Progress in Central Campus Construction Adding Modern Facilities

Central Campus Construction progress at Kennedy Space Center.

Now that NASA’s Kennedy Space Center in Florida is a premier, multi-user spaceport, ongoing construction is adding new, ultra-modern facilities. A key element of the Central Campus makeover is a new, seven-story, 200,000-square-foot headquarters building that has taken shape in the heart of the spaceport.

The project is taking place in several phases. Phase 1 includes construction and outfitting of a shared services and office building to function as the first half of the new headquarters.

The headquarters building’s glass facade, as seen from NASA Causeway, is complete. The exterior skin of the building also is nearly finished. The remainder of the glass components are being installed on each floor. Construction of interior walls and utilities on most floors is well underway.

The construction approach will provide a campus-like setting with several buildings surrounding a pedestrian-friendly outdoor courtyard. The concept, similar to what is used by many educational institutions, provides close proximity and access to several buildings. It also promotes the use of pedestrian walkways instead of vehicle traffic used today because of the distances between buildings.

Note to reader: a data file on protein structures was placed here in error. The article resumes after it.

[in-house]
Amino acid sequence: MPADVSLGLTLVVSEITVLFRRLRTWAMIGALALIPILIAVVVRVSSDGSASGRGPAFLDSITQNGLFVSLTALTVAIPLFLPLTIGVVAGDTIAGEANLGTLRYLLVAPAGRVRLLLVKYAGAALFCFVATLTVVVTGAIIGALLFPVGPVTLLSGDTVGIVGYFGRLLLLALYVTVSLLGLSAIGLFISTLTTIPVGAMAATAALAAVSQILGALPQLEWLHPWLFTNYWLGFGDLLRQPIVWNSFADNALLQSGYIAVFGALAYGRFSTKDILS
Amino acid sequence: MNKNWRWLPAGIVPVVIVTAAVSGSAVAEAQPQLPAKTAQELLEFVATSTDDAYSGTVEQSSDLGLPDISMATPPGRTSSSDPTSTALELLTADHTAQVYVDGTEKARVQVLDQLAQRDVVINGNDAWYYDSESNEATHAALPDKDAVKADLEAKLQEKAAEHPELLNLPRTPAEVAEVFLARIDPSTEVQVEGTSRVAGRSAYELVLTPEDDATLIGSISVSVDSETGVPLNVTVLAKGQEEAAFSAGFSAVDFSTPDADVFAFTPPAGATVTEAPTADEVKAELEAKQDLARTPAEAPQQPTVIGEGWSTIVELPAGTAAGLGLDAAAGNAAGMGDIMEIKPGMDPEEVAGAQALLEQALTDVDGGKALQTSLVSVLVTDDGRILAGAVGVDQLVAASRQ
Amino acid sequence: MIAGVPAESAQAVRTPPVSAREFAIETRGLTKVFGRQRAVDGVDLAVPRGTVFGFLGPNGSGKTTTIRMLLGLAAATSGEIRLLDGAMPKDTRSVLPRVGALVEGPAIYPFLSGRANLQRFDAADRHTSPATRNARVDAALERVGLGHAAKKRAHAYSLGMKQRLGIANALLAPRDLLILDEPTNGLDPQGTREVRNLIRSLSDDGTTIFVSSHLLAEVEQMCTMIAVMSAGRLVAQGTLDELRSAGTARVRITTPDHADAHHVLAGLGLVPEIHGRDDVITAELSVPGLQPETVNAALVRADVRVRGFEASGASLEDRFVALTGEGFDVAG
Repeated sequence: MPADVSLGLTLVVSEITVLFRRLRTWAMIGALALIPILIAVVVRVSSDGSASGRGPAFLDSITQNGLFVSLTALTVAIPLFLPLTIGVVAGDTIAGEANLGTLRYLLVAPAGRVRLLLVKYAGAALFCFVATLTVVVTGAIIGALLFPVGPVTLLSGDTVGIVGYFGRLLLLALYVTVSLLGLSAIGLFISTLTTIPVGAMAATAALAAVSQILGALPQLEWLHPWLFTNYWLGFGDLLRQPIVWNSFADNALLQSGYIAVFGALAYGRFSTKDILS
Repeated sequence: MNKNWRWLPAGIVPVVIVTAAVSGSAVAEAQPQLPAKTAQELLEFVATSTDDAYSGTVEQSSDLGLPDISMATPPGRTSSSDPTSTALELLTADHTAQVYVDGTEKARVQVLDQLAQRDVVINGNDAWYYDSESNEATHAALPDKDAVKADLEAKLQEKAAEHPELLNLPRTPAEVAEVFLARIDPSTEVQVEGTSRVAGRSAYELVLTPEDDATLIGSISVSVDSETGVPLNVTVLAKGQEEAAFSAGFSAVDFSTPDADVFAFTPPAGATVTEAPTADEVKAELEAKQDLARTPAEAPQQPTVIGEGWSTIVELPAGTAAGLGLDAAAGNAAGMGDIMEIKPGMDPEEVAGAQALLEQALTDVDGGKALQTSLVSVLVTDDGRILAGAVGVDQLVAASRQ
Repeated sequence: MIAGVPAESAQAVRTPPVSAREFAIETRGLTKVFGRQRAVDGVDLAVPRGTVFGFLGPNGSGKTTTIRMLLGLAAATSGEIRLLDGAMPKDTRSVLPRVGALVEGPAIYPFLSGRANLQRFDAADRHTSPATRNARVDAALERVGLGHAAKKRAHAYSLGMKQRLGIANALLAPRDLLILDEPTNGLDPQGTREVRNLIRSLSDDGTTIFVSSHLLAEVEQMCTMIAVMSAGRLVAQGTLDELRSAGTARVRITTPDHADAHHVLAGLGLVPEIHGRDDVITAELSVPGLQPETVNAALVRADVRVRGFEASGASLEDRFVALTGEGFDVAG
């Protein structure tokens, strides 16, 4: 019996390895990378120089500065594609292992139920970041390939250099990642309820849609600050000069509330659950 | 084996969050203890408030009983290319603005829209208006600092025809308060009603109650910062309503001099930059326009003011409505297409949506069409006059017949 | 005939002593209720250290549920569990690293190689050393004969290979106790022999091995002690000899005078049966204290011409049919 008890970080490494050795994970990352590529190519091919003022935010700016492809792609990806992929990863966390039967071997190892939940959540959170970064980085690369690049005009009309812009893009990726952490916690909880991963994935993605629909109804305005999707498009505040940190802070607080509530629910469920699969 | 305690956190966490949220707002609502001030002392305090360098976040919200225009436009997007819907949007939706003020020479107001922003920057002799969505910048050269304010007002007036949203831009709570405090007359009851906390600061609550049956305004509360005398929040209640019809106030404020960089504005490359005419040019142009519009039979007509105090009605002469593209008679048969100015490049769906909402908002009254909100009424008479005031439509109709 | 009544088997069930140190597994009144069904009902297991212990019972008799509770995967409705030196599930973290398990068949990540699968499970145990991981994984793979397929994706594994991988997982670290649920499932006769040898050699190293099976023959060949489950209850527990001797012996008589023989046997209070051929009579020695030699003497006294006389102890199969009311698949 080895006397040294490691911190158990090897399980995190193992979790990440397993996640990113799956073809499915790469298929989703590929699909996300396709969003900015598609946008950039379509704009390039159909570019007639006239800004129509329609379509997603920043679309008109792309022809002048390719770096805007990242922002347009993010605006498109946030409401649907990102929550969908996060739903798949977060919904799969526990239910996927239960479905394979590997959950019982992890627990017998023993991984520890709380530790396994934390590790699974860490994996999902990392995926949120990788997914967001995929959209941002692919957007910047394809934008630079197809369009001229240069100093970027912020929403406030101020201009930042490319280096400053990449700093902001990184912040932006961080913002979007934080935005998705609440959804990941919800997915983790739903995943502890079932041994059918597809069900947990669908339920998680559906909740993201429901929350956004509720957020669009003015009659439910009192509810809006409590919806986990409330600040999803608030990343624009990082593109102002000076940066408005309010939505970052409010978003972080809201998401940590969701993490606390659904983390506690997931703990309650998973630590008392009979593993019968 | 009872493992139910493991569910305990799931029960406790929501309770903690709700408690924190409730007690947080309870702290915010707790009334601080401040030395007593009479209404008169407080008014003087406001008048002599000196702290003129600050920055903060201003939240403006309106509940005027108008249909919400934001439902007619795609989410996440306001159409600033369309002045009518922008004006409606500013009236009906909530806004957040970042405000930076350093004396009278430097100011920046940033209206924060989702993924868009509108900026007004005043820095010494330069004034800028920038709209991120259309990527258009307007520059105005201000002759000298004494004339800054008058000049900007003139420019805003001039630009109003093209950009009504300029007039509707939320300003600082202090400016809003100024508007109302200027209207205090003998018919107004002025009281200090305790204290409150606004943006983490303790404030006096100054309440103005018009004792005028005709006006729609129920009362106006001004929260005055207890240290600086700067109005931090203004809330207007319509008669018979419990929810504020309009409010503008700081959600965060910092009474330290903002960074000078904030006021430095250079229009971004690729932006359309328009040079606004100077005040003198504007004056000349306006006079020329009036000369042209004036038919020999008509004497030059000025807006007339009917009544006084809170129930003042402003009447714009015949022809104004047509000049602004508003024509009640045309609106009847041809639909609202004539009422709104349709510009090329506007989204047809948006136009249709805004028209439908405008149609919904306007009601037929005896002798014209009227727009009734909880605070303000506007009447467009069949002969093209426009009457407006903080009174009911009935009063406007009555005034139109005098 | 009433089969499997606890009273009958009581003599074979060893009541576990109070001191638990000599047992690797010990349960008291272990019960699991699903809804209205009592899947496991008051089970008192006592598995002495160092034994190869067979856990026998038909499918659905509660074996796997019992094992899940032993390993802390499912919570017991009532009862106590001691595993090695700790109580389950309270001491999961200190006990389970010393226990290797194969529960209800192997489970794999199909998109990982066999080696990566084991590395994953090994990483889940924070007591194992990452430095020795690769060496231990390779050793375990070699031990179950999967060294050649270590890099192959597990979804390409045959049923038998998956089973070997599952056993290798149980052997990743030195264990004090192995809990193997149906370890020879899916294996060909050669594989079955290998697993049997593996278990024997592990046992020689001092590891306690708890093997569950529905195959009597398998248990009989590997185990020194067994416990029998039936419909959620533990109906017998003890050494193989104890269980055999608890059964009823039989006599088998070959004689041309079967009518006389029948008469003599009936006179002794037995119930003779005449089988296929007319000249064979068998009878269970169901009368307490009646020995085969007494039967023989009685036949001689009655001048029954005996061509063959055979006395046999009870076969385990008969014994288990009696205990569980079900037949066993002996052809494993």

Construction of the headquarters building is targeted for completion in November 2017 and employees are expected to be able to move in soon after.

Additionally, Central Campus phase 1 construction includes a separate facility to operate as a consolidated Kennedy Data Center which opened in October 2015. This 16,500-square-foot building operates year-round, 24 hours a day, seven days a week.

Kennedy’s current headquarters and the Central Instrumentation Facility are among the oldest at the spaceport, more than 50 years of service since they were built in the mid-1960s. The overarching central campus construction will consolidate several buildings and administrative spaces in what is known as the space center’s Industrial Area.

Photo credit: NASA/Kim Shiflett